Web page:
“Where Do We Go Now?” (2011): how wascally women win the war

7 June 2012


There are a lot of things about us women
That sadden me, considering how men
See us as rascals.


As indeed we are!

Those of you familiar with Aristophanes’ play Lysistrata may have forgotten how funny it is, and how wicked. In it, the wise Lysistrata convinces the rest of the women of Greece that they can bring an end to war by refusing to have sex with their husbands until the men, driven crazy by lust, agree to peace — leading to all manner of surprisingly goofy scenes in which desperately erect men desert their ranks in droves and agree to the women’s demands.

Nadine Labaki’s Where Do We Go Now? (Et maintenant, on va où?) is an ingenious reinterpretation of this ancient Greek play for our modern era. Set in a tiny Lebanese village evenly split between Christians and Muslims, in which the village women make regular pilgrimages to the cemetery to mourn their dead husbands and sons, Labaki captures all the lightness, sex, and humor of the original, but bolsters it with moments of dead seriousness about women’s grief and modern-day religious conflicts. If you saw Labaki’s earlier romantic comedy Caramel (2007) you know she has a gift for sexy humor. Believe me, you want to see this one.

Between the village’s small size and its isolation from other villages, its villagers have created a precarious peace between villagers — at least for the moment. Christian and Muslim women visit the cemetery together, sharing their grief for men lost in religious warfare. They may visit different churches for religious services, but the priest and the imam sit together in the café owned by the widow Amale (Labaki, whose heavily kohled eyes make her all the more distinctive), as do men of both faiths. But this peace is fragile.

When news seeps about renewed religious violence in a neighboring town, the men start to bicker amongst themselves, and the strict lines between Muslim and Christian are reestablished with mounting aggression. What will be the inevitable result? The women will have to bury more dead loved ones.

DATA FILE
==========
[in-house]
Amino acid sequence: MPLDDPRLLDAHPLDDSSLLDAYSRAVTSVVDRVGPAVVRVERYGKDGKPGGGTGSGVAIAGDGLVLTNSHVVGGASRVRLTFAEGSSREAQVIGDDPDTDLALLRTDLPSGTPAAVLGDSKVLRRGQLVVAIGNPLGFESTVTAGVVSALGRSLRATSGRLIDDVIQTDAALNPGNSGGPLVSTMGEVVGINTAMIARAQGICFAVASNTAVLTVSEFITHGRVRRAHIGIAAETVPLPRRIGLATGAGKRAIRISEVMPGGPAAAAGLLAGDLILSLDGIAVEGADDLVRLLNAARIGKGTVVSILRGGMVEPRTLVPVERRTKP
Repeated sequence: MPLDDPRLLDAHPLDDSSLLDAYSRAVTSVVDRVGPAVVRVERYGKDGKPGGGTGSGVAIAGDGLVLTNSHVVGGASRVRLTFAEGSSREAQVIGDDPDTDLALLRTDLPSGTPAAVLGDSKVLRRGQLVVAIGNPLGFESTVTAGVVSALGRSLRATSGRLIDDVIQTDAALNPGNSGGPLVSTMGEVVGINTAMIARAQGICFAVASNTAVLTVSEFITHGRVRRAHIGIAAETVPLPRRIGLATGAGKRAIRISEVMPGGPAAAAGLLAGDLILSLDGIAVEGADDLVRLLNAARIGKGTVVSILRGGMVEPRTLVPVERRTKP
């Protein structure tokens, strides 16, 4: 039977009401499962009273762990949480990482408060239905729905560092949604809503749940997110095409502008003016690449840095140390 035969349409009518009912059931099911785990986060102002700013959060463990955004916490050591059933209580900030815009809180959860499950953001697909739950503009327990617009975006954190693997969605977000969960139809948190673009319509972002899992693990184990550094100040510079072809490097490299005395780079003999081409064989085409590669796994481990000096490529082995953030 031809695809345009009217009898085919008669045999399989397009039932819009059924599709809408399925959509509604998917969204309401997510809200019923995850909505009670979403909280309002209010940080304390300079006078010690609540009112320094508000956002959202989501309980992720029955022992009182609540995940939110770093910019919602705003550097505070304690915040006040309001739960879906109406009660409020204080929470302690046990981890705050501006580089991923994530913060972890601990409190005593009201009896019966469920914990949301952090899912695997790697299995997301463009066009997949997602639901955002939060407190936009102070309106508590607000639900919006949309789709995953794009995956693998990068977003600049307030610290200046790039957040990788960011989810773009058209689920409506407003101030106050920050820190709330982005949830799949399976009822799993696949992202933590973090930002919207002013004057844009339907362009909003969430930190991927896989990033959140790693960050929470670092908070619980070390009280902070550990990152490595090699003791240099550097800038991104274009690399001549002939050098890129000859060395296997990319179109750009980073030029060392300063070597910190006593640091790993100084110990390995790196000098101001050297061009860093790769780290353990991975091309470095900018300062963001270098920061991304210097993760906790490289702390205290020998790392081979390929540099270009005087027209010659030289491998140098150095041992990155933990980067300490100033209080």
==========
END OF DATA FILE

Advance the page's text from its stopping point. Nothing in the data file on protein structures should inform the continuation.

The village women share a mission that bridges the religious divide: to distract the men from fighting. Their efforts never quite correspond to those used by Aristophanes’ Greek women, but they reveal the same comic sensibility. When the village gathers in the evening to watch the sole TV that gets reception (a signal achievement of jerry-rigging it to a satellite dish by two village boys), their enjoyment is interrupted by a news broadcast about deaths in religious skirmishes nearby — so the town’s women leap up and invent myriad squabbles with one another and with the townsmen in a gambit to drown out the news and keep their minds off the subject of religious retaliation.

Meanwhile, Mme. Amale’s budding cross-religious romance with Rabih (Julian Farhat), the village’s painter and handyman — a romance that each of them lives out with sultry glances and hypnotic daydreams of singing and dancing together (yes, this film has beautiful and fanciful musical numbers!) — gets interrupted when Rabih, like all the other men, gets drawn into fighting alongside his Muslim fellows. Breaking the film’s generally light tone, Amale screams at him and all the other men to leave her café, reminding them that this behavior will just give her and the other women more bodies to bury and mourn.